Report In Brief
In our fact sheet, we provide an overview of the major technical, economic, market, institutional, and policy barriers to scaled development and deployment of industrial electrification technologies, as well as proposals that could help to overcome these barriers. The fact sheet also describes actions and policy recommendations that can be taken by industry and others to scale up industrial electrification, given the state of the market and the institutional and policy environment described in the Technical Assessment.
- Moderator: Blaine Collison, Executive Director, Renewable Thermal Collaborative
- Steve Skarda, Global Energy Sustainability Leader, Procter & Gamble
- Ali Hasanbeigi, PhD, Founder and CEO, Global Efficiency Intelligence, LLC
- Lynn A. Kirshbaum, Senior Associate, David Gardiner and Associates
Case Study - Diageo Lebanon Distillery
When constructing a new distillery in Kentucky, Diageo decided to use electric boilers powered by a mix of 100% renewable wind and solar energy sources rather than conventional thermal processes. This choice — in addition to several sustainability features — resulted in significant avoided emissions and furthers Diageo’s commitment to reach to net-zero carbon across its direct operations, as part of its ‘Society 2030:Spirit of Progress’ action plan to help build a more sustainable world.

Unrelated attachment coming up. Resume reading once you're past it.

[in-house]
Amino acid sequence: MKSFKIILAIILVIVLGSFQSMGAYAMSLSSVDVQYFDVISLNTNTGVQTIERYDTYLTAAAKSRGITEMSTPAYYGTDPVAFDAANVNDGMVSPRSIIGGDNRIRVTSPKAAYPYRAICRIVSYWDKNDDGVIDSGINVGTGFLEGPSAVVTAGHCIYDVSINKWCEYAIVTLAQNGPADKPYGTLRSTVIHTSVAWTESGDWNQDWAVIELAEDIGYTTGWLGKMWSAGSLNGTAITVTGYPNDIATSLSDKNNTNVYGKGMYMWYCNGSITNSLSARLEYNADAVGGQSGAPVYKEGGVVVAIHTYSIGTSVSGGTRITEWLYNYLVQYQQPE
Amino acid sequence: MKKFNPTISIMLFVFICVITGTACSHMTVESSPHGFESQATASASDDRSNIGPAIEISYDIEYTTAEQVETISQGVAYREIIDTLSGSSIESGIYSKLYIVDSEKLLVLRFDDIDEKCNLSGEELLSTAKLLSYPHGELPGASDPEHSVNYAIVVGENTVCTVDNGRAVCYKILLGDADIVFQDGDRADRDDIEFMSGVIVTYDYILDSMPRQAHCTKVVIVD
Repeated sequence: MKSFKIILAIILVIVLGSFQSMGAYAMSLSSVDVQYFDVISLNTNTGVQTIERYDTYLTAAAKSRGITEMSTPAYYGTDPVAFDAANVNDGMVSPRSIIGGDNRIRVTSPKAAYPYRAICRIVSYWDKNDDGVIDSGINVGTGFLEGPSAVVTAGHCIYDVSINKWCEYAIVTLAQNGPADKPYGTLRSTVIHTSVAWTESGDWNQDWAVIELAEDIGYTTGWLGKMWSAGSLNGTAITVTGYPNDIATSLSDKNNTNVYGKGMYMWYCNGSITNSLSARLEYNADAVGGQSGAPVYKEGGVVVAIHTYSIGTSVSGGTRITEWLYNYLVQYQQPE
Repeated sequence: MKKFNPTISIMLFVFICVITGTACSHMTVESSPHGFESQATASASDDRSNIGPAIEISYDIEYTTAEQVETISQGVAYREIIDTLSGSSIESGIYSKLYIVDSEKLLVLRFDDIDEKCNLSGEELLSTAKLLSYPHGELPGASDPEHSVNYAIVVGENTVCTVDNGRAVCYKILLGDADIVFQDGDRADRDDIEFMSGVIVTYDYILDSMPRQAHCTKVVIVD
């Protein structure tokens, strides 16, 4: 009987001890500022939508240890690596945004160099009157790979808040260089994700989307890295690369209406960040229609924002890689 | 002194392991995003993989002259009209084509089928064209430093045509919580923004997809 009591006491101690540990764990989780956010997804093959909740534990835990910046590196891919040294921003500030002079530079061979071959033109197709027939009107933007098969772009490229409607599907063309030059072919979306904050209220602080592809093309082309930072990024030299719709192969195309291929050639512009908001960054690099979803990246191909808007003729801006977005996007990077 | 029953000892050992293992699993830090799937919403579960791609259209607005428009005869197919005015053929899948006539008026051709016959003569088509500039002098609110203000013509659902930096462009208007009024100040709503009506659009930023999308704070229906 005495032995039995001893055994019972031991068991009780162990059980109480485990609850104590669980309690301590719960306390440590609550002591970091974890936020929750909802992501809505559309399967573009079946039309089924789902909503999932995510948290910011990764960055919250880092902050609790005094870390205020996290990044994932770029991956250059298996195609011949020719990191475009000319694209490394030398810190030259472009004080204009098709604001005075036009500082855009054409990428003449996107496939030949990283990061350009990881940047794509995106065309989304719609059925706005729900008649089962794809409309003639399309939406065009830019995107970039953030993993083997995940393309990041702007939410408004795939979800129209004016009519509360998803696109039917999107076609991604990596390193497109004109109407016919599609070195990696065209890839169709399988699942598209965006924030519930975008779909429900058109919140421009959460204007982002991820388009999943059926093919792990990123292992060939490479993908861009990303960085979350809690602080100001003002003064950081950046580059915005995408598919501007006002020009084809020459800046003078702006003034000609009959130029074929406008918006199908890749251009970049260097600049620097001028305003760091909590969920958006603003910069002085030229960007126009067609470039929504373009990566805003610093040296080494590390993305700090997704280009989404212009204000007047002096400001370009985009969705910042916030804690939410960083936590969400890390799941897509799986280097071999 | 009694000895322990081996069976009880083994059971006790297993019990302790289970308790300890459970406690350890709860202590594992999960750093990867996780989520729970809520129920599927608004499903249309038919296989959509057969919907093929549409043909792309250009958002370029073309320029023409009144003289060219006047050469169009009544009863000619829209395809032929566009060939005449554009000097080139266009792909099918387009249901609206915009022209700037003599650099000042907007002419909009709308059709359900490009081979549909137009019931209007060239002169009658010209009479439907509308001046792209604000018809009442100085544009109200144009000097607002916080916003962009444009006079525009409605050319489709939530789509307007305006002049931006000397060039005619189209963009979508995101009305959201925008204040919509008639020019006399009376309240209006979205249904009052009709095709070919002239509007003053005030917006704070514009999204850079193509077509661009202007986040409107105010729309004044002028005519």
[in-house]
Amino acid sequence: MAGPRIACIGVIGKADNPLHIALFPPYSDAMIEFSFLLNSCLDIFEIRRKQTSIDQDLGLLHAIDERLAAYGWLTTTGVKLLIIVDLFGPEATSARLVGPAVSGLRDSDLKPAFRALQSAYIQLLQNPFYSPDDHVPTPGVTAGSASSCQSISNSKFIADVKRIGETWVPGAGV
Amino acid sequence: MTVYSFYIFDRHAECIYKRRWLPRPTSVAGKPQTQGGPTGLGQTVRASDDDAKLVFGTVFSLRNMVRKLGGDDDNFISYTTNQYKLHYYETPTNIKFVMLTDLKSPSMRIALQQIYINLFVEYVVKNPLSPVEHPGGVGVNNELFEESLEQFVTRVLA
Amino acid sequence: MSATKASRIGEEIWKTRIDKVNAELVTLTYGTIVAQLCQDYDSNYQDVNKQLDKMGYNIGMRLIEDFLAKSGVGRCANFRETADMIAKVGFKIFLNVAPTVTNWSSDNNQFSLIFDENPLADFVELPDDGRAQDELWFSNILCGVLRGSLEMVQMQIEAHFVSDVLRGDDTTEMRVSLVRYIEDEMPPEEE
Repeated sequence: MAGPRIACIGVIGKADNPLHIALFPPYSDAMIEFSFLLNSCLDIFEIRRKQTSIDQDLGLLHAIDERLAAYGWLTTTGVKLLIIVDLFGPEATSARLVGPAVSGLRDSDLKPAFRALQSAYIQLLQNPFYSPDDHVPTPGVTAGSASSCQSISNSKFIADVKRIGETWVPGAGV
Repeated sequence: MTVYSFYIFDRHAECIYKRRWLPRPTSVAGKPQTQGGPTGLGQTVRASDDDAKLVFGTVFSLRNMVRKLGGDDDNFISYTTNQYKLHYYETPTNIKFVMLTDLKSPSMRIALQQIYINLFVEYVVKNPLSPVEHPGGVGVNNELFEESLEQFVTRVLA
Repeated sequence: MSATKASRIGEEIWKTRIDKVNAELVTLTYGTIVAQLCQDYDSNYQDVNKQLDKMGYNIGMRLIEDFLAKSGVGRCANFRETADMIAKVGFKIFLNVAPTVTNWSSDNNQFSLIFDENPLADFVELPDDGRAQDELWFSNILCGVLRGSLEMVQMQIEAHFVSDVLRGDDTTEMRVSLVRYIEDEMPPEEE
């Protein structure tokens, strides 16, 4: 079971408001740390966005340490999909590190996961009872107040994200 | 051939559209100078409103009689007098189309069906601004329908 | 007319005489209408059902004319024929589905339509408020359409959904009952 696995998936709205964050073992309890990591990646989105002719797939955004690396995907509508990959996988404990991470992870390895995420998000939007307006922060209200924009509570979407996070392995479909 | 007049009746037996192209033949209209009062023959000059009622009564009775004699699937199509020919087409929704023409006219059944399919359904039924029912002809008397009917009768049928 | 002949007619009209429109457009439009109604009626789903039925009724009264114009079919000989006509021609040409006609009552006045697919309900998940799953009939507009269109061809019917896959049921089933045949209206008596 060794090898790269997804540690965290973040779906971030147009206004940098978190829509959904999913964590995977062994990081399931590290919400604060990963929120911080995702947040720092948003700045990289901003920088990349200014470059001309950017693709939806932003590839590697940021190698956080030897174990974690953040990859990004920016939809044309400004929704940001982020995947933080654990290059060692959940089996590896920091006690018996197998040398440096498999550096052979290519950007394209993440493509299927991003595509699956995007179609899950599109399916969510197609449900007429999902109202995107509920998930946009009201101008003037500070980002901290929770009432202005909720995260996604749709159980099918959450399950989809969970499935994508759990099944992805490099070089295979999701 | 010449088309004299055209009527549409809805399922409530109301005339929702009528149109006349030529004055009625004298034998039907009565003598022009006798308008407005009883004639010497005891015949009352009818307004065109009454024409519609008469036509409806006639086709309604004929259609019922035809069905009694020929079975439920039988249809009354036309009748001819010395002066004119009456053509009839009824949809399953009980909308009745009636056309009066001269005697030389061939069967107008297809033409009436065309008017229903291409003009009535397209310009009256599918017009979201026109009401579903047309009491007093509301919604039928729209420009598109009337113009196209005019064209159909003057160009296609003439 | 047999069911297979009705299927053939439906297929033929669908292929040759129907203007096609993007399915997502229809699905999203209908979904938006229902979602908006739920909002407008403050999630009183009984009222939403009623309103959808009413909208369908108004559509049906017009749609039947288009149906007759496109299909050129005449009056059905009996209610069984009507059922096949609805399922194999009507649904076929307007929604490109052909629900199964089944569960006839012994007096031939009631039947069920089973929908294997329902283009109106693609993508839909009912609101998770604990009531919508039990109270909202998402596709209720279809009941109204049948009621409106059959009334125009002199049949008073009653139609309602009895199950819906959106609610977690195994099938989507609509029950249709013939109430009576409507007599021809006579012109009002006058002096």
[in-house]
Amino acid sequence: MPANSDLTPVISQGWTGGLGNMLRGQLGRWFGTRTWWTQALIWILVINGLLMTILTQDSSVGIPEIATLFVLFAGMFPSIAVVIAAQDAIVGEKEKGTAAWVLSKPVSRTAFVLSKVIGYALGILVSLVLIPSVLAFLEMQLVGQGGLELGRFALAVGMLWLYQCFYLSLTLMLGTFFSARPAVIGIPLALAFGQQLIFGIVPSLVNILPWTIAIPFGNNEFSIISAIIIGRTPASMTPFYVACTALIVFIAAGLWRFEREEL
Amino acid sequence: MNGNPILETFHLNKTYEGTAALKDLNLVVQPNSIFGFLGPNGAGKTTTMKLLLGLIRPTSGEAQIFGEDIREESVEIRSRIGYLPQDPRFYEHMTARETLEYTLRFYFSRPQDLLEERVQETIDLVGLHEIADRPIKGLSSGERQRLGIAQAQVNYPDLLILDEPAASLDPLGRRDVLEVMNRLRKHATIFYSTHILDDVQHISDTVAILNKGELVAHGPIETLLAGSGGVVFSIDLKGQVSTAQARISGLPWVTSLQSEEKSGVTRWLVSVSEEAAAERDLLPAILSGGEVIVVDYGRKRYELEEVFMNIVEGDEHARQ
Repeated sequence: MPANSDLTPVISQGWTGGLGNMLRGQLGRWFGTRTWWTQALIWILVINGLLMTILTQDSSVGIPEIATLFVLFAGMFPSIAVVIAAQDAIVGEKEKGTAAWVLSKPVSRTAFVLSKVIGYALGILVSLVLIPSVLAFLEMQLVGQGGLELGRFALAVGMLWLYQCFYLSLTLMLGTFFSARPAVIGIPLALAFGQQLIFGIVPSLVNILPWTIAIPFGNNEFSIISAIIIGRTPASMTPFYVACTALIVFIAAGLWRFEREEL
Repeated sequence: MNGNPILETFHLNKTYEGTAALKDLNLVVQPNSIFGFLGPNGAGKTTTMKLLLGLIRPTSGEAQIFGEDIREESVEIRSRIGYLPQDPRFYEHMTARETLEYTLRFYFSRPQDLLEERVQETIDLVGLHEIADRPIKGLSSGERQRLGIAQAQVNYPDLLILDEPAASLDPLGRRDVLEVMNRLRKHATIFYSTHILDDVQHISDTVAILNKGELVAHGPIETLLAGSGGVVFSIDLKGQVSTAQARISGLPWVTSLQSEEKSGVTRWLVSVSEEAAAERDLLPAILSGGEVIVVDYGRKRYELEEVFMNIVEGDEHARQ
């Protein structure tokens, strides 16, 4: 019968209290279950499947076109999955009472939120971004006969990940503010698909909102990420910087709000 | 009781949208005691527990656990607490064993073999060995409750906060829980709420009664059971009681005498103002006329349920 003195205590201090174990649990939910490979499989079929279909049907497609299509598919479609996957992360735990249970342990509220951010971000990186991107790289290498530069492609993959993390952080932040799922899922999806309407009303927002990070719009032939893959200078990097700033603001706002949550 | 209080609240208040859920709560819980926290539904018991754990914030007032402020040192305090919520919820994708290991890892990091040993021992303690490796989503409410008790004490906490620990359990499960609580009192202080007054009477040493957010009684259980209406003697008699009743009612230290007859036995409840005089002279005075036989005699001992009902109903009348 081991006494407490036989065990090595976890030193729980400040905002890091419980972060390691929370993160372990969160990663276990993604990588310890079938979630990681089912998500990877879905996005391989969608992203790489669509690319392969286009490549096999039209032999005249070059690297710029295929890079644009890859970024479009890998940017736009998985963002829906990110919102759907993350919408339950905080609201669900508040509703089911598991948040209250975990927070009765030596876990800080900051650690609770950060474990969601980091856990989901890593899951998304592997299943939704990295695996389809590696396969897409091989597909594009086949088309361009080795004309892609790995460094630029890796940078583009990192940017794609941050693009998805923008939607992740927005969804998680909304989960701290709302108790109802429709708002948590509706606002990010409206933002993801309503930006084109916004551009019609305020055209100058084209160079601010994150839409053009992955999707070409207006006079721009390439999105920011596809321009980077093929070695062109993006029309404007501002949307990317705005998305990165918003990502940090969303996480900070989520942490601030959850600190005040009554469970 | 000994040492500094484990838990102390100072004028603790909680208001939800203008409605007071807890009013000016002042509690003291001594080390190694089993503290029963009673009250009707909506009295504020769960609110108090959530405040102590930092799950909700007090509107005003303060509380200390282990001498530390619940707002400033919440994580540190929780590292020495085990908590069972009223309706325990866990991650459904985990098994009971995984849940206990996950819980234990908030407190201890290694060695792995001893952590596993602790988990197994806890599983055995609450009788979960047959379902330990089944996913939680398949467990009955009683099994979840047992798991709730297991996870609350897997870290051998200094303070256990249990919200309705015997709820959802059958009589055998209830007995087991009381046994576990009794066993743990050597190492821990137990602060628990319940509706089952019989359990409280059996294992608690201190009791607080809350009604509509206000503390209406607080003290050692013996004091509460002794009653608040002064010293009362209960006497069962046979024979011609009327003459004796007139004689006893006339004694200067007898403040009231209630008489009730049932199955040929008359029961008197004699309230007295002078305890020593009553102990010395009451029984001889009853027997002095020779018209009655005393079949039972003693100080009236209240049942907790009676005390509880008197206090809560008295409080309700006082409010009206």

Case Study: University of California, Davis ‘Big Shift’ Electrification Project
The University of California, Davis constructed a new hot water heating system powered by electricity to replace old, natural gas-powered steam equipment. The project, named the Big Shift, will reduce UC Davis’ overall carbon emissions by at least 40% and enable the University to achieve Scope 1 and Scope 2 decarbonization by 2025.
To download the full report and understand the lessons UC Davis learned in this project, fill out the form below.